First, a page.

It’s surprising how many Americans are going abroad for autologous stem cell treatments (using cells from a patient’s own body not embryonic stem cells). Why are autologous stem cell treatments not available in the United States?
The reason is the U.S. Food and Drug Administration categorized an autologous stem cell transplant as it would a drug. Therefore autologous stem cell transplants must go through the same rigorous phase trials that a new drug would which has added years to the approval process. Some experts feel it will take from 7 to 10 years before this will occur in the United States.
From the FDA Regulation of Stem-Cell–Based Therapies in the New England Journal of Medicine:
“Any stem-cell–based product that contains cells or tissues that “are highly processed, are used for other than their normal function, are combined with non-tissue components, or are used for metabolic purposes” would also be subject to the Public Health Safety Act, Section 351, which regulates the licensing of biologic products and requires the submission of an investigational new drug application to the FDA before studies involving humans are initiated.”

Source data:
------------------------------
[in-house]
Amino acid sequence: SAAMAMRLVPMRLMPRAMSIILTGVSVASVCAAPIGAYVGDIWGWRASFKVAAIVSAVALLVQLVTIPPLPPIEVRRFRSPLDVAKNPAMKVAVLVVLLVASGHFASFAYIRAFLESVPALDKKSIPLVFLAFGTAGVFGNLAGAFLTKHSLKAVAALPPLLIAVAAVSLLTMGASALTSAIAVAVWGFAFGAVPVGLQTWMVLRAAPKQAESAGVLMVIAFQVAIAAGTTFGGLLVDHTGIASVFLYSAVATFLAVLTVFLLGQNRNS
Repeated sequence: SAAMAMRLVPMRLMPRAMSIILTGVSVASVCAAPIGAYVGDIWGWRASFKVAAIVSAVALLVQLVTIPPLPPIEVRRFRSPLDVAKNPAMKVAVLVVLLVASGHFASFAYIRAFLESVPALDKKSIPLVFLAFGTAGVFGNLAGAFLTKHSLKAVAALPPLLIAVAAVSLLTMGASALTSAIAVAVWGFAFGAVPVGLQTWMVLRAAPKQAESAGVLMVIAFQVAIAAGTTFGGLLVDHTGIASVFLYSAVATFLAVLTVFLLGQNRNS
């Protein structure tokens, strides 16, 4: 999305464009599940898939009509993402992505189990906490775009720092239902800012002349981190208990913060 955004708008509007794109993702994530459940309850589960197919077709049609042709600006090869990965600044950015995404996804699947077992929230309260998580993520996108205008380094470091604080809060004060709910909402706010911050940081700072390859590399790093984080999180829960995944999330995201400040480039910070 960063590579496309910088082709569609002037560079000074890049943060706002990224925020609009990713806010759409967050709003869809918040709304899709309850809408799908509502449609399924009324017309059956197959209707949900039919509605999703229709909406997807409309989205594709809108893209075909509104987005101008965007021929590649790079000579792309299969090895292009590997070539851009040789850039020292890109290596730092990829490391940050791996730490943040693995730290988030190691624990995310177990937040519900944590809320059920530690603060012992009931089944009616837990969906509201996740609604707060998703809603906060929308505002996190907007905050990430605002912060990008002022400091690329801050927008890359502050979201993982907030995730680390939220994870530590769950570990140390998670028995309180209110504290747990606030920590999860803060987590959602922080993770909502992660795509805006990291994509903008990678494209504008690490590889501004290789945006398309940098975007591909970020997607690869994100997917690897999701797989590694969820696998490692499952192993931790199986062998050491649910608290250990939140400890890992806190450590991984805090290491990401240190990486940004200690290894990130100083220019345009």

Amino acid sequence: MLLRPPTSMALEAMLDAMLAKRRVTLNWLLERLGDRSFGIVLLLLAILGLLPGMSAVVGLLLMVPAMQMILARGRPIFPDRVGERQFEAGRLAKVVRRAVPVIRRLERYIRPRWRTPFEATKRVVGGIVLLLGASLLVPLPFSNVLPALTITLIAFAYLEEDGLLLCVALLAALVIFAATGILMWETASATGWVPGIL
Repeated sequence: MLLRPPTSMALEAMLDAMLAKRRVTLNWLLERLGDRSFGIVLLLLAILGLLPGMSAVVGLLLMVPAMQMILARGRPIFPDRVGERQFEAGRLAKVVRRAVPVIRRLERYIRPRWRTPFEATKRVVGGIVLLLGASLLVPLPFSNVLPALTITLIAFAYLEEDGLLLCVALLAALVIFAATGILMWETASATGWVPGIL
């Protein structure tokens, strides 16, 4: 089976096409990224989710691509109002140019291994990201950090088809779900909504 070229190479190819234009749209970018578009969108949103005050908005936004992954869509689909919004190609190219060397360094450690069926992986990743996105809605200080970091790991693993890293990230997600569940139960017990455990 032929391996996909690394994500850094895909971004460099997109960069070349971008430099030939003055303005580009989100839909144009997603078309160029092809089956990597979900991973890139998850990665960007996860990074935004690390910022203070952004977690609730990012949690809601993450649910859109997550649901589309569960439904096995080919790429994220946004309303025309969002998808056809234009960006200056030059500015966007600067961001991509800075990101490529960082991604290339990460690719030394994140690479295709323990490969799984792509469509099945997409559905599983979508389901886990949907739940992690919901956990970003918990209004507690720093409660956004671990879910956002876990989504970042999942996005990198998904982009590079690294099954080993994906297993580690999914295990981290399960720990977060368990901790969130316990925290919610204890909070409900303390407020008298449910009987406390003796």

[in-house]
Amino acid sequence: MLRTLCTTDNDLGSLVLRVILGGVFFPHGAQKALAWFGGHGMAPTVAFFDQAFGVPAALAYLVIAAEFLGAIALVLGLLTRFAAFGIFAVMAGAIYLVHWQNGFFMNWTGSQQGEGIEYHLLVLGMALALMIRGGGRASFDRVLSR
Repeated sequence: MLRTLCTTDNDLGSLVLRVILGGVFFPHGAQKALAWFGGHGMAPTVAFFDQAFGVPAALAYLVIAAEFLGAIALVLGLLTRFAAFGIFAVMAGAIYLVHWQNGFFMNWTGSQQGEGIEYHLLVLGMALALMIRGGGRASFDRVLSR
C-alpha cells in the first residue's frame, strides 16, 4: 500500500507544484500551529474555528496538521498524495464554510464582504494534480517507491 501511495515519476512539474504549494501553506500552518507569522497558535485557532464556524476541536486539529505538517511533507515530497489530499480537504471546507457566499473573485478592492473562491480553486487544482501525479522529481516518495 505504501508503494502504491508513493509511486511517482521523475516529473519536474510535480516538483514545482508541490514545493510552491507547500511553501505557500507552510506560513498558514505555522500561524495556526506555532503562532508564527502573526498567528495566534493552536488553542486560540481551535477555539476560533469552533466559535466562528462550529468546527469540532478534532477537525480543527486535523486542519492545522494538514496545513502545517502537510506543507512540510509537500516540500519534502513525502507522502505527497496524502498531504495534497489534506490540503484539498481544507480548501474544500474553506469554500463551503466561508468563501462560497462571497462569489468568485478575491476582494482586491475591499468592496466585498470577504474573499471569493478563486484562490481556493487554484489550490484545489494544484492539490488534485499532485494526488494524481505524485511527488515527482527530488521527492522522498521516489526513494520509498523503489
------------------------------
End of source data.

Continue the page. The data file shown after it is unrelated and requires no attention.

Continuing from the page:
While this is the FDA’s ruling on autologous stem cell transplantation, others disagree with this assessment. Their view is because the stem cells used in this procedure are the patient’s own cells, removed from the patient, treated and then replaced in the same patient, they should not be considered a drug.
From a press release from the American Stem Cell Therapy Association (ASCTA):
“Many patients are dying or suffering daily with incurable diseases or problems that require major surgery. These patients should have access to basic adult stem cell therapy now.” stated Christopher J. Centeno, M.D, an ASCTA physician member. “ASCTA is establishing guidelines which will allow the safe use of the patient’s own adult stem cells under the supervision of doctors.” continued Centeno. Another ASCTA physician member, Frank Falco, M.D. stated, “The FDA’s position against someone using their own stem cells is taking it too far. We are talking about a person using their own tissue to treat a degenerative disorder or process safely without the use of medications or surgery. Although we agree that oversight and standards are necessary, this should be provided through a physician organization such as ASCTA rather than by a government agency.”
While the FDA continues it’s rigorous phase trials of autologous stem cell transplantation therapy, the only choice patients have who would benefit from treatment is to go outside of the United States to receive it.